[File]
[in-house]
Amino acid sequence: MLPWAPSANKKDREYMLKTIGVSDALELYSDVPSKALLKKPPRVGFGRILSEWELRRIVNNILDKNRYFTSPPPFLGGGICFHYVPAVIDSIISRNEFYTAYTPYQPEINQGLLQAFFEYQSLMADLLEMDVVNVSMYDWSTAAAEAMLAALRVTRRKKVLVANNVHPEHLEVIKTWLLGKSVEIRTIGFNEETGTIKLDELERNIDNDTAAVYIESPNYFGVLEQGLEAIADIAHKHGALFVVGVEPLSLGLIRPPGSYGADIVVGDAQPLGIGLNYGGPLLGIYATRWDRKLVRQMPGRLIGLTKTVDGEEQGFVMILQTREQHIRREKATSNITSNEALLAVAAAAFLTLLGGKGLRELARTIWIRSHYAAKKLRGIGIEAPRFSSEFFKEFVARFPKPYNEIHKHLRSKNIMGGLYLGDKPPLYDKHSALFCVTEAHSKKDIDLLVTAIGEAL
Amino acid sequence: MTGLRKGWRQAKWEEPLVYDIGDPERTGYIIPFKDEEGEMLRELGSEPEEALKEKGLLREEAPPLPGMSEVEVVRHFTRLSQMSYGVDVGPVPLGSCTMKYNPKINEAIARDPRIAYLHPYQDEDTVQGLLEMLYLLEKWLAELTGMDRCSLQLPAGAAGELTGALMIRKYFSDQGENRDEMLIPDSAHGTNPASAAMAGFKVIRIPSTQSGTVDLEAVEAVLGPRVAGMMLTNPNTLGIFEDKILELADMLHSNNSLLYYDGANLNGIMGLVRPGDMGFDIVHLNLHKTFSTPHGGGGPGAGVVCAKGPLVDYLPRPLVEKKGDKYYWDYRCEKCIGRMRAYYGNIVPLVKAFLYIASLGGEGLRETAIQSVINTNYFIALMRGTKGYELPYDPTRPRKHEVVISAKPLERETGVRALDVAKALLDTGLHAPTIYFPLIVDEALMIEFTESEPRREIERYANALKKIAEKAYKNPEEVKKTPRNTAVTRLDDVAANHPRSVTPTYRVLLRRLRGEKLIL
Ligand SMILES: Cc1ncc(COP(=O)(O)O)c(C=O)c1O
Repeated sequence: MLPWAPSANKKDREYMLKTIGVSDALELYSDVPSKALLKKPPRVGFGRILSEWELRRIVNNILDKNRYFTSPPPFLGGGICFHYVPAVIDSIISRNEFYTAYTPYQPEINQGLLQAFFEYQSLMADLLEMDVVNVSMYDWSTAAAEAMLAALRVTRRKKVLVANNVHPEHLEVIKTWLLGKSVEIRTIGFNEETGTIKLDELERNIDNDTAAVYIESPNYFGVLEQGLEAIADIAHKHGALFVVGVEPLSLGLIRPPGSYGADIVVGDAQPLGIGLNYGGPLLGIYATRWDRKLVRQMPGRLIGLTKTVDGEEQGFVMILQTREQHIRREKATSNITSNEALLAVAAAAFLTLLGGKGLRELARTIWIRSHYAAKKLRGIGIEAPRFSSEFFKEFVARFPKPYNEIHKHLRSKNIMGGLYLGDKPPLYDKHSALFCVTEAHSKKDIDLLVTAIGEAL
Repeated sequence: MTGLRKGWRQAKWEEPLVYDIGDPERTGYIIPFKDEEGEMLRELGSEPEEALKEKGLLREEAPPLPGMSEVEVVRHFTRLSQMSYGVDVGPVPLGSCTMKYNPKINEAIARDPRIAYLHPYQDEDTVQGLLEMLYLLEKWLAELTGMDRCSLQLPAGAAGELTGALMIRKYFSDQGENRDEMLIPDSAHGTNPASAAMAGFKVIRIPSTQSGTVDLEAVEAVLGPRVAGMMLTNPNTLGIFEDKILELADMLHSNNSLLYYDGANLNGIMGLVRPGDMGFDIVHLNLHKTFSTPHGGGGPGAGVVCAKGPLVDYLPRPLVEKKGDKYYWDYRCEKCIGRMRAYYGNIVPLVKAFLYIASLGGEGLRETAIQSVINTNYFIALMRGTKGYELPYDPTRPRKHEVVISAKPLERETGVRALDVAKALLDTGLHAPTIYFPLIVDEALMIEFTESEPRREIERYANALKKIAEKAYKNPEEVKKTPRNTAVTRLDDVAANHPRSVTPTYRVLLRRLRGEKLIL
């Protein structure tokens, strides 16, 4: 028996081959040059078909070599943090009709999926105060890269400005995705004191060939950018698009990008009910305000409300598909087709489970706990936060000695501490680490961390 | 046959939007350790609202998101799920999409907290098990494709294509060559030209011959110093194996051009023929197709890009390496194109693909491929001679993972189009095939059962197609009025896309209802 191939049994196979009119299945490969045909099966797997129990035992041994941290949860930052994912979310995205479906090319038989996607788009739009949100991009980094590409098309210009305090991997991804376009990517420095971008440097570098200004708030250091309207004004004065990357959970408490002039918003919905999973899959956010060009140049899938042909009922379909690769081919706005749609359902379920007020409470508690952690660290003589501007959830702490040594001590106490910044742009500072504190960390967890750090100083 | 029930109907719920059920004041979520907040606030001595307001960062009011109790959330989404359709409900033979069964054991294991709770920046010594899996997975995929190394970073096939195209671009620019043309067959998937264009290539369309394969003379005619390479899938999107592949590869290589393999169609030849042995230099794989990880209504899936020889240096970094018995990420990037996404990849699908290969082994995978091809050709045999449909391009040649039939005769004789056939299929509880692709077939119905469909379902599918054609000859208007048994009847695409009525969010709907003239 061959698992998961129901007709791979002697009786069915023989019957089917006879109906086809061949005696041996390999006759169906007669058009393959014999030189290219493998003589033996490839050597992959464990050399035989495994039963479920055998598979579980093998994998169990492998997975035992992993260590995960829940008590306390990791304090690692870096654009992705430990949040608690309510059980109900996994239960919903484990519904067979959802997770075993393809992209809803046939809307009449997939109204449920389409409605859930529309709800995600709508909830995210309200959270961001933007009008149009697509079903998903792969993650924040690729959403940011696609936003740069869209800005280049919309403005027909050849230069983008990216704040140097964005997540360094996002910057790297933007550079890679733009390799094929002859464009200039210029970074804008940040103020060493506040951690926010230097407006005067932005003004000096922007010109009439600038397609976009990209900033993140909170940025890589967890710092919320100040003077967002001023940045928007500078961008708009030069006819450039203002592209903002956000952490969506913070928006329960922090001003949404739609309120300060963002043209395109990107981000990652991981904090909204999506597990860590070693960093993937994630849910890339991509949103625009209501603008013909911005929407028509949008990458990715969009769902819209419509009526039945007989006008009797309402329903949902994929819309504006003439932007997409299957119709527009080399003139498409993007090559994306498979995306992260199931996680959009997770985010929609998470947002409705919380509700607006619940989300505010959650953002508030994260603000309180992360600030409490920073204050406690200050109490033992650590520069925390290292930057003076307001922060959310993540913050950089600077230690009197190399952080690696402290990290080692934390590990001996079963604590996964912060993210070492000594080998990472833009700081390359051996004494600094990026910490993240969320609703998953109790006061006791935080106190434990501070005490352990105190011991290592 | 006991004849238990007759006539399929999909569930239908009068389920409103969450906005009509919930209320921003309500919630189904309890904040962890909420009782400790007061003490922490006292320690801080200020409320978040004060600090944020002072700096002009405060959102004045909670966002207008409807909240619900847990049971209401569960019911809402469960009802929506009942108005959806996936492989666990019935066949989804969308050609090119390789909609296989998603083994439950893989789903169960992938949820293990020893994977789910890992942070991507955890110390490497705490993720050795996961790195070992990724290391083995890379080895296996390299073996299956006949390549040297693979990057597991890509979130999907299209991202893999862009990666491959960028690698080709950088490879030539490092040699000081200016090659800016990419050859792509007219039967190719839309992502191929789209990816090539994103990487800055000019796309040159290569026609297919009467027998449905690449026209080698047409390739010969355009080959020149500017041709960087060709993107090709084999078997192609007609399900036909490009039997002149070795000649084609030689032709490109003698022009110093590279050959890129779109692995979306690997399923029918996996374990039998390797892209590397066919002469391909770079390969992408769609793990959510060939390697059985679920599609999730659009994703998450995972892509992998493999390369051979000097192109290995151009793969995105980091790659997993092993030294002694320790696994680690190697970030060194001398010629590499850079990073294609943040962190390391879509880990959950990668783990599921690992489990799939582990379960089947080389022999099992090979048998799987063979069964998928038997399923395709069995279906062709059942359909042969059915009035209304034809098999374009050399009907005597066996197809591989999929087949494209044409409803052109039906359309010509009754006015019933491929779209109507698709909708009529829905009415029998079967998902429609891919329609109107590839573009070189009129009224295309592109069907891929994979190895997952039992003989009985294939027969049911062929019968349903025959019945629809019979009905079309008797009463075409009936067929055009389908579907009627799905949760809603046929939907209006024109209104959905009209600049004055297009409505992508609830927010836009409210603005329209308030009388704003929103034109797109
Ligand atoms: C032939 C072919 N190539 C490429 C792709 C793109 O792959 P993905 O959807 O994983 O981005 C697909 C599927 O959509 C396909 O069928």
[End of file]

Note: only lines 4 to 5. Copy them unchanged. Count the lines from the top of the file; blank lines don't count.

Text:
Ligand SMILES: Cc1ncc(COP(=O)(O)O)c(C=O)c1O
Repeated sequence: MLPWAPSANKKDREYMLKTIGVSDALELYSDVPSKALLKKPPRVGFGRILSEWELRRIVNNILDKNRYFTSPPPFLGGGICFHYVPAVIDSIISRNEFYTAYTPYQPEINQGLLQAFFEYQSLMADLLEMDVVNVSMYDWSTAAAEAMLAALRVTRRKKVLVANNVHPEHLEVIKTWLLGKSVEIRTIGFNEETGTIKLDELERNIDNDTAAVYIESPNYFGVLEQGLEAIADIAHKHGALFVVGVEPLSLGLIRPPGSYGADIVVGDAQPLGIGLNYGGPLLGIYATRWDRKLVRQMPGRLIGLTKTVDGEEQGFVMILQTREQHIRREKATSNITSNEALLAVAAAAFLTLLGGKGLRELARTIWIRSHYAAKKLRGIGIEAPRFSSEFFKEFVARFPKPYNEIHKHLRSKNIMGGLYLGDKPPLYDKHSALFCVTEAHSKKDIDLLVTAIGEAL